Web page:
Each year on September 23 we celebrate International Day of Sign Language, raising awareness of just how valuable sign language is in our communities.
Signing doesn’t just provide a crucial support for deaf individuals to communicate, but it can also play a meaningful role for children and educators in early childhood education, and people with living communication and behavioural disorders. BONUS: Download our free set of Auslan flashcards for children at the end of this article.
Understanding sign language
Sign language is a visual and gestural mode of communication that uses handshapes, facial expressions, and body movements to convey meaning.
While sign language can transcend communication beyond the spoken word, it’s worth noting that there are different types of sign languages across the world. American Sign Language (ASL), British Sign Language (BSL), and Auslan (Australian Sign Language) are just a few examples.
Sign languages provide a crucial means of communication for deaf individuals, but their benefits extend far beyond, and can be an incredible tool in early childhood education.
Fostering inclusivity and enhancing communication in ECEC
In early childhood education, inclusivity is a must. Sign language can help educators to create an inclusive environment where every child can thrive. Here’s how:
Overcoming communication challenges: It’s not uncommon for children to have difficulty expressing themselves verbally at a young age. Sign language offers an alternative means of communication, allowing children to convey their needs, thoughts, and feelings effectively.
Enhancing children’s development: Learning sign language can boost cognitive development in children. It stimulates their visual and motor skills, fostering early brain development.
Promoting social engagement: Sign language encourages social interaction among children. It empowers them to connect with their peers, regardless of linguistic or hearing differences.
Top tips for using sign language in early childhood education
As an educator, you can you use sign language to elevate the inclusivity of your service while also providing children with additional ways to communicate and express themselves. Here’s a few tips to get started with Auslan:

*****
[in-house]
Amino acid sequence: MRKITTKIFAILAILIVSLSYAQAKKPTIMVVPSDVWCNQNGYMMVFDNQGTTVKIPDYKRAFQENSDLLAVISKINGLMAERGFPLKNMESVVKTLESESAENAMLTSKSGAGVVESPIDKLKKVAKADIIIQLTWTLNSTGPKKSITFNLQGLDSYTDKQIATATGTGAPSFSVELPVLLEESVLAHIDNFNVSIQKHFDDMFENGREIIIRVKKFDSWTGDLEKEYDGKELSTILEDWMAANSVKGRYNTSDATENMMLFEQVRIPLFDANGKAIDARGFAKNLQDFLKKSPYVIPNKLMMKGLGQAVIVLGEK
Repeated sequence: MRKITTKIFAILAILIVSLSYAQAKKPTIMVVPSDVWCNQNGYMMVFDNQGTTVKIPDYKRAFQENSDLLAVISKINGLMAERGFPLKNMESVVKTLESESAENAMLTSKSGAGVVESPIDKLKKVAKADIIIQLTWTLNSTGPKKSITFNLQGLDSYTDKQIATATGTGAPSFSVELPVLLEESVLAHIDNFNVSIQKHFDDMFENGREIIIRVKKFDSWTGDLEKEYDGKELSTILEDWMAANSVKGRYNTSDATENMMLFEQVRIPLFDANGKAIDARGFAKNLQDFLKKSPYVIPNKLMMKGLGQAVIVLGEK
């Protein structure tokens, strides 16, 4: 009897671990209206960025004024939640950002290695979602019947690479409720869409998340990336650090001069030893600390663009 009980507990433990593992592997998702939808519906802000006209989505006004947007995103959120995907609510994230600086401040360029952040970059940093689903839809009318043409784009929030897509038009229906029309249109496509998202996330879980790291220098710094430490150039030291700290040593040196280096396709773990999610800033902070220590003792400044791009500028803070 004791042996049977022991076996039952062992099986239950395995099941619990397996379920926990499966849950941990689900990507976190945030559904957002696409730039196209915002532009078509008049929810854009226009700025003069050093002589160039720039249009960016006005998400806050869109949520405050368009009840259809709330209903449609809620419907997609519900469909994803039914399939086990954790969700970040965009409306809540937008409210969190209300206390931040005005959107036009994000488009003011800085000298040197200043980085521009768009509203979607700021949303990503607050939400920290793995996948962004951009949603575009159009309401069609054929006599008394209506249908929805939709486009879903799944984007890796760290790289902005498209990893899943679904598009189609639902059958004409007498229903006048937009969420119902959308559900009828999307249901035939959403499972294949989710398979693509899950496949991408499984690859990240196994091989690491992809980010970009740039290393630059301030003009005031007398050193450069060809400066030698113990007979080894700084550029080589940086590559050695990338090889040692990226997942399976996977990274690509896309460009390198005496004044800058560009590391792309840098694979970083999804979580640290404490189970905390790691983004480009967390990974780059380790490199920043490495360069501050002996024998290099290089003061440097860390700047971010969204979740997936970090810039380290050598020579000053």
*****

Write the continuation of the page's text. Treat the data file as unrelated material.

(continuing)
Start early: The earlier you can introduce sign language for children, the better. Babies as young as six months can begin to learn basic signs for essentials like ‘milk’ and ‘more’.
Consistency is key: Be consistent in using signs alongside speech. Repetition helps children remember and integrate signs into their communication naturally.
Use visual aids: Visual aids such as flashcards with images and corresponding signs can be immensely helpful in teaching sign language. (We’ve even created a free download of Auslan flashcards for you!)
Make it fun: Incorporate sign language into games and songs. Children learn best when they are having fun. If you haven’t heard of Emma Memma yet, this is Emma Watkins’ (better known as Emma Wiggle) newest character who uses Auslan, dance, gesture and mime alongside singing, speaking and craft to engage children in a range of stories. A great opportunity for children to learn while having a great time.
Free download: Auslan flashcards
Submit the form to download your free Auslan flashcards.
To help you be inspired by International Day of Sign Language, we’ve created a set of free Auslan flashcards to download. These flashcards can be printed to use in your service, incorporating into your program. You might even like to share them with families for children to further their sign language journey at home.
Create more inclusive learning environments in early childhood education and enhance communication in your service with the power of sign language. Learn more about our early childhood courses here.
Be inspired by International Day of Sign Language to nurture Auslan in your service to empower all children to better express themselves and be heard, now and for life.